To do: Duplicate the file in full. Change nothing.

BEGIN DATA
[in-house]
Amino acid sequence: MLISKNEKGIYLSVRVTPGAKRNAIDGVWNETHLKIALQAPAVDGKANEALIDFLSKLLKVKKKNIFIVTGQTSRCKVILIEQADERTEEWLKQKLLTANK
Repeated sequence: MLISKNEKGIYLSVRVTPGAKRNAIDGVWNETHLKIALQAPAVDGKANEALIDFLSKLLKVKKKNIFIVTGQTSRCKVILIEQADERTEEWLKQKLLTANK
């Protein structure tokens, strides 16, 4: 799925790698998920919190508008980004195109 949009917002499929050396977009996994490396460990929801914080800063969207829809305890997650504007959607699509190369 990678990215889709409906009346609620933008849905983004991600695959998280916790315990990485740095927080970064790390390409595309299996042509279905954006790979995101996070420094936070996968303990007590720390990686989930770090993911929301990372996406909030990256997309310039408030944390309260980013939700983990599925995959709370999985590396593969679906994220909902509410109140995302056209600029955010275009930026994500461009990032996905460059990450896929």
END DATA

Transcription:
[in-house]
Amino acid sequence: MLISKNEKGIYLSVRVTPGAKRNAIDGVWNETHLKIALQAPAVDGKANEALIDFLSKLLKVKKKNIFIVTGQTSRCKVILIEQADERTEEWLKQKLLTANK
Repeated sequence: MLISKNEKGIYLSVRVTPGAKRNAIDGVWNETHLKIALQAPAVDGKANEALIDFLSKLLKVKKKNIFIVTGQTSRCKVILIEQADERTEEWLKQKLLTANK
């Protein structure tokens, strides 16, 4: 799925790698998920919190508008980004195109 949009917002499929050396977009996994490396460990929801914080800063969207829809305890997650504007959607699509190369 990678990215889709409906009346609620933008849905983004991600695959998280916790315990990485740095927080970064790390390409595309299996042509279905954006790979995101996070420094936070996968303990007590720390990686989930770090993911929301990372996406909030990256997309310039408030944390309260980013939700983990599925995959709370999985590396593969679906994220909902509410109140995302056209600029955010275009930026994500461009990032996905460059990450896929």